Secret Gardens: Oxford Botanic Garden

Exploring the oldest botanic garden in the UK

Oxford Botanic Garden is the UK’s oldest garden and one of the oldest in the world, founded in 1621. It was originally established by Henry Danvers, Earl of Danby, as a site to cultivate medicinal plants for research and teaching at the University of Oxford’s Medical School. For this reason, it was originally called the Oxford Physicke (Physic) Garden, until its name changed in 1840 when a laboratory was constructed for the intent of botanical research.

Oxford Botanic Garden

Above: the walkways in the garden as seen in the mid-winter months.

Today, the garden showcases over 6,000 plant species from around the globe, planted across the different glasshouses and outdoor pockets of the garden. It remains an important place of research and holds some extremely rare plants which cannot be found anywhere else in the world.


What plants to see in Oxford Botanic Garden

In the south-west corner of the Walled Garden there is a planted bed called ‘The 1648 Border.' The first superintendent of the garden, Jacob Bobart, compiled a list of all the plants which grew in the garden; in 1648 there were 1,600 plants.

Oxford Botanic garden 1648 border
Above: plants from the 1648 catalogue can be seen throughout different areas of the garden


Since then, the list has grown (there are now over 6,000 different plant species!) but the 1648 border showcases a selection of plants from Bobart’s list to demonstrate what kinds of plants were grown in 17th Century gardens. The plants include a mixture of some species native to the UK, with others imported by explorers who travelled across Europe and Asia.

Oxford Botanic Garden

Above: in the Rock Garden at Oxford Botanic Garden.


One interesting plant that grows there is the Virginian spidewort (Tradescantia virginiana). It was originally sent to John Tradescant (a pioneering botanist said to have founded English gardening), from America. Tradescant worked in some of the greatest gardens of his time, and his tomb can be visited at Vauxhall’s Garden Museum.

Inside the Oxford Botanic Garden glasshouses

The first conservatories at Oxford Botanic Garden were built nearly 300 years ago! The glasshouses in their current location were built in 1850 when the garden was redesigned. There is a Waterlily House, Palm House, and Arid House & Carnivorous Plants House.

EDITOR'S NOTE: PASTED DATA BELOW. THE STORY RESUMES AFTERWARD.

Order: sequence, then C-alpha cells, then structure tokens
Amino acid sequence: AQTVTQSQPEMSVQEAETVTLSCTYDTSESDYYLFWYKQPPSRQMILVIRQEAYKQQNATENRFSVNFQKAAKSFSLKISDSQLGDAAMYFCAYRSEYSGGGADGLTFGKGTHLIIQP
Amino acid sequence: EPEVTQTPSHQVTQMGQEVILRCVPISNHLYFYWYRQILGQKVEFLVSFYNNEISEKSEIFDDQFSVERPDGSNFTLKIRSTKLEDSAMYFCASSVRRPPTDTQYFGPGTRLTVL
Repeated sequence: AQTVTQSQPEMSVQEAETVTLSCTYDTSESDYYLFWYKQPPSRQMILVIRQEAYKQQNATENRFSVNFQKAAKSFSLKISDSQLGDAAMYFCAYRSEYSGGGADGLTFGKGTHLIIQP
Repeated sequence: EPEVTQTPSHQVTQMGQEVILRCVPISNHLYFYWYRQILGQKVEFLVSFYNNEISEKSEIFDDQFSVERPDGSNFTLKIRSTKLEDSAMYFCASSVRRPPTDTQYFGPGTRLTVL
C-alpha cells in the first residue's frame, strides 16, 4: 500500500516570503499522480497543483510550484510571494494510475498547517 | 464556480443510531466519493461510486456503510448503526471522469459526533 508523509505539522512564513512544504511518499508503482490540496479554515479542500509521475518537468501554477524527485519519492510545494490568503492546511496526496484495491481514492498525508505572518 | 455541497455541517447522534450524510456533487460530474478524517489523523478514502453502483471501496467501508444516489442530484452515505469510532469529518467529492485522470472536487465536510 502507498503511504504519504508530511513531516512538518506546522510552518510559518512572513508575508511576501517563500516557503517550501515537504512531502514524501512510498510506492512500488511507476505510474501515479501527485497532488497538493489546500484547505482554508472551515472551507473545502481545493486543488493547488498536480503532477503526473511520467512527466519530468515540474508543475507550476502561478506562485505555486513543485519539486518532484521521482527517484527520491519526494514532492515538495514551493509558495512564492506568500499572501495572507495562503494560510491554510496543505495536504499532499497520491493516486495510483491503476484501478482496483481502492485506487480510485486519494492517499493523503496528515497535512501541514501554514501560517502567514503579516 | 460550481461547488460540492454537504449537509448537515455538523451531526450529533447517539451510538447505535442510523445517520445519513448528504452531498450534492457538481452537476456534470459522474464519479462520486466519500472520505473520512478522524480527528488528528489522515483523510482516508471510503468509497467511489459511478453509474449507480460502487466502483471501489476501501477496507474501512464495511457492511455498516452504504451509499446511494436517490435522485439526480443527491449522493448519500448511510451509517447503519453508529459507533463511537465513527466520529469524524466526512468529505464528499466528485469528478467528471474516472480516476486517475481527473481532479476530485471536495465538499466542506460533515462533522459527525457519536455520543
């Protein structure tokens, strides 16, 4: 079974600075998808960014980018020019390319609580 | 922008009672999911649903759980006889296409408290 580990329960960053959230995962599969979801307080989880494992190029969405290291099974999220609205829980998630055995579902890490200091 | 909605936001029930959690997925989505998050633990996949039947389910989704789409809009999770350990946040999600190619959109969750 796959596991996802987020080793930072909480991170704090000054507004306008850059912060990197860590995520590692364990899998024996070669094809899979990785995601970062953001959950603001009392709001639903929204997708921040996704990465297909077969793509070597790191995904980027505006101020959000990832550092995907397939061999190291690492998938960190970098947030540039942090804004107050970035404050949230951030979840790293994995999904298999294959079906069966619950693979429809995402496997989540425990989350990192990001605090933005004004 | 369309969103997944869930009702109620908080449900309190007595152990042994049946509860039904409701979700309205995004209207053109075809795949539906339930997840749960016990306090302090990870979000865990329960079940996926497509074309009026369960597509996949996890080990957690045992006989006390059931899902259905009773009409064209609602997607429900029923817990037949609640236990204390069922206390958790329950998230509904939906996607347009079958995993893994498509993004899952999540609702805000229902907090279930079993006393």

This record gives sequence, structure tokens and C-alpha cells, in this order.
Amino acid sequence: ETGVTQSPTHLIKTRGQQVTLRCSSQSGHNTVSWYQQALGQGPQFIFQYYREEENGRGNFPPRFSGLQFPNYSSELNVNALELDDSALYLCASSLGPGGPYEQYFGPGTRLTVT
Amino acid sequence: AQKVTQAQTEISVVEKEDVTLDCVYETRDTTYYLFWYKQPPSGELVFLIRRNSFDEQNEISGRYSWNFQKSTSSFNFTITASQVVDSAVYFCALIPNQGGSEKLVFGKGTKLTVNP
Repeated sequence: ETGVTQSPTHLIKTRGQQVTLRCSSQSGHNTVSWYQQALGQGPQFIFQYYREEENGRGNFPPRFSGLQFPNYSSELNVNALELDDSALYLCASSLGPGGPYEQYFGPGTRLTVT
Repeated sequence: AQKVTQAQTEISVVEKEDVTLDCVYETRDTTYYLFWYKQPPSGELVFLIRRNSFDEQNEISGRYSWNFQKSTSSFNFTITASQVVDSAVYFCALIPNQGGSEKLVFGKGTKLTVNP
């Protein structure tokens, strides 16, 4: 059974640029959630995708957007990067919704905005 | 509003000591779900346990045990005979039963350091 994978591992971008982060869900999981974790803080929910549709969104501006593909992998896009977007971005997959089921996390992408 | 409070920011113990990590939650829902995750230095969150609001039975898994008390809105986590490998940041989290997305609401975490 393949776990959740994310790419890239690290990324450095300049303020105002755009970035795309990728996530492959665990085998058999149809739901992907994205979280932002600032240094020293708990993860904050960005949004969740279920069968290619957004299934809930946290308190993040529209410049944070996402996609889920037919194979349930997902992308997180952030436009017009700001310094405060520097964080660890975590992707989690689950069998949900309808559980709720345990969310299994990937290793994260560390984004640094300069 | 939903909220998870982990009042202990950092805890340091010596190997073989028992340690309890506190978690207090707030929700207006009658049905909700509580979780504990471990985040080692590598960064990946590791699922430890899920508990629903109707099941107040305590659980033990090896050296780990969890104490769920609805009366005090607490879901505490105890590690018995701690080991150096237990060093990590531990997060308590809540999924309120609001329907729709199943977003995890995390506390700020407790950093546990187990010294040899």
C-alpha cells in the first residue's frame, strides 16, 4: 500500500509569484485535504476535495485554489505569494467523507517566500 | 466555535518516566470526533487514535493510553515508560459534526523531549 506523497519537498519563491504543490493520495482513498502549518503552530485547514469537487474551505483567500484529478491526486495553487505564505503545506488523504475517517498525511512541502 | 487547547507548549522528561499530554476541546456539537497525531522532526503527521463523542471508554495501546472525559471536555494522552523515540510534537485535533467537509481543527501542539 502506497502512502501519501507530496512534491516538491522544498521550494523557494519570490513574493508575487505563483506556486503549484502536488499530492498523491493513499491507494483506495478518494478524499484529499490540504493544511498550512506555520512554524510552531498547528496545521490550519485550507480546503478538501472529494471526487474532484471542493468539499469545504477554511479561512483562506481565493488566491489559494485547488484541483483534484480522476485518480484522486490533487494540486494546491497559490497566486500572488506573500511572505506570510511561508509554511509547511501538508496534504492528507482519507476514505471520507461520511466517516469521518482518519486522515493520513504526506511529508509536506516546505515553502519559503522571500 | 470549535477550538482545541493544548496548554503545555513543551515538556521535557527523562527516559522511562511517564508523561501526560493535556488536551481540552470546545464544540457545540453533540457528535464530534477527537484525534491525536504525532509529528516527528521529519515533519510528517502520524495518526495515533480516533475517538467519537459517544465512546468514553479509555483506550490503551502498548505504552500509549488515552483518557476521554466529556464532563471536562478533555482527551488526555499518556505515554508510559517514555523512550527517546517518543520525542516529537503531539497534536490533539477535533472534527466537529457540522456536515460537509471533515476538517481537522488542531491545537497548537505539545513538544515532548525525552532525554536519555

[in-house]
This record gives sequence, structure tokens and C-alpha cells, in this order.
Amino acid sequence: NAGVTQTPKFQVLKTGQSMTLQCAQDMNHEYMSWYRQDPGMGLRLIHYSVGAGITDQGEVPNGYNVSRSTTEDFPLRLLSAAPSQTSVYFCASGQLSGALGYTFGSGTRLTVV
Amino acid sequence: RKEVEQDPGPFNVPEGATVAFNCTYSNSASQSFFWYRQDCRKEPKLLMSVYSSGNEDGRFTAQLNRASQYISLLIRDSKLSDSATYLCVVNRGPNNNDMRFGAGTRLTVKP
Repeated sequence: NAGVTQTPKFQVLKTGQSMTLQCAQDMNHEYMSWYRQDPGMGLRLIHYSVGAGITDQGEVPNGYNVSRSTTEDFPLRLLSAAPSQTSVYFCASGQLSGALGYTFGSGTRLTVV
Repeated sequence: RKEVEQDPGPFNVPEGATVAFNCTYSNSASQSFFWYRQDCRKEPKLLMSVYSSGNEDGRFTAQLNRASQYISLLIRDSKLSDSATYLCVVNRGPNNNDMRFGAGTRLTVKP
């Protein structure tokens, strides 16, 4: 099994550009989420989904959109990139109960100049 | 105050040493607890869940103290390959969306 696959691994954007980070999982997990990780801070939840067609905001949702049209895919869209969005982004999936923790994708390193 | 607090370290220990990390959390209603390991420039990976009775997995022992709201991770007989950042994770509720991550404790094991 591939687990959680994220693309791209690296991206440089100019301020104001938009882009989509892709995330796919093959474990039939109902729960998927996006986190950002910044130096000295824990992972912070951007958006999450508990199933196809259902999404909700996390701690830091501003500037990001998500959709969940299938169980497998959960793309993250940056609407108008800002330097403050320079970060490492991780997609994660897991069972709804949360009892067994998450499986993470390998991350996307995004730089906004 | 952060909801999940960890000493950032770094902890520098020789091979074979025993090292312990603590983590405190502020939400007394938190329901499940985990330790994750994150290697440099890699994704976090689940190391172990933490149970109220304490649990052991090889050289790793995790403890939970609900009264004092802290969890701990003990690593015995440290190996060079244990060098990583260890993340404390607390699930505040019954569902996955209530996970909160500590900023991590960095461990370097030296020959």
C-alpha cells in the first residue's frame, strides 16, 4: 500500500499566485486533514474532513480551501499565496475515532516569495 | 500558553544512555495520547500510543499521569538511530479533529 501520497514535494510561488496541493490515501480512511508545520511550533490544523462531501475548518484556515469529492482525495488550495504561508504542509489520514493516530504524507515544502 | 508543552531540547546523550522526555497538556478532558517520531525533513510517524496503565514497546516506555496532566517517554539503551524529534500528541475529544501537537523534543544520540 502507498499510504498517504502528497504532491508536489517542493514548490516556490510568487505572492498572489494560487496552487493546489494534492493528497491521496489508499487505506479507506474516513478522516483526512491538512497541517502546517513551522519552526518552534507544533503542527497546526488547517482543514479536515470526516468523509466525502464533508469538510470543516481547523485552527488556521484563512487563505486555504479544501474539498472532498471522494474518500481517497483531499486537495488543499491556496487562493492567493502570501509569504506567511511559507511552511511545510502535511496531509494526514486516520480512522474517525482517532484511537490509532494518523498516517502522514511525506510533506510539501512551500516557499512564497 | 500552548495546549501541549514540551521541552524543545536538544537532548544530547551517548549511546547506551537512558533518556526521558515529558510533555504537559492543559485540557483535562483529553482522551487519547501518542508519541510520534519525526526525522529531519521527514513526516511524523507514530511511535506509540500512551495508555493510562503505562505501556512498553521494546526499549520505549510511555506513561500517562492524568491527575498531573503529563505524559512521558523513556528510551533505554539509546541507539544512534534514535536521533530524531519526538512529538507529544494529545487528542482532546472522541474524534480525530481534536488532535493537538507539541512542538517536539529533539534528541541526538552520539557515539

The most iconic house in the garden is without a doubt the Waterlily House. First built in 1851, it was constructed especially to allow the garden to house the giant Amazonian water lily (Victoria amazonica) native to South America.

Oxford Botanic Garden waterlily house

Above: Victoria cruziana and the hybrid Nymphaea x daubenyana grow in the pond.


Interesting facts about Oxford Botanic Garden 

  • The oldest tree at Oxford Botanic Garden is a yew tree which was planted in 1645.
  • The first female gardeners were employed in the 1940s. 
  • In honour of the garden’s 400-year anniversary (2021), the beautiful pink Oxford Physic Rose was created. The site itself (Rose Lane) was actually renamed as such in 1834 because of the sheer number of roses which grew in the garden in the 18th Century!

Oxford botanic garden roseAbove: the Oxford Physic Rose grows in the garden


Oxford Botanic Garden

Above: the garden is on the banks of the River Cherwell

How to get to Oxford Botanic Garden

Rose Lane,
Oxford OX1 4AZ

Travel: The garden is a 25-minute walk through the high street from Oxford station, with rail links to London Paddington and London Marylebone stations. There are also trains to Manchester Piccadilly, Birmingham, and Bournemouth. There is a bus service from outside Oxford station. Bus routes 1 and 5 City take 16-minutes from Stop R2 to Stop K1 (Queen’s Lane), from which it is a few minutes’ walk to the garden. No on-site parking is available, but you can park outside the city and take a park and ride bus into town.

Entry: Tickets for adults start at £7.20 each, with pre-booking advised especially for weekend visits. Concessions available. Combined tickets for visiting the gardens and Magdalen College are also available. Book tickets on the Oxford Botanic Garden website.

Opening times: Daily, 10am – 4pm (last entry 3pm).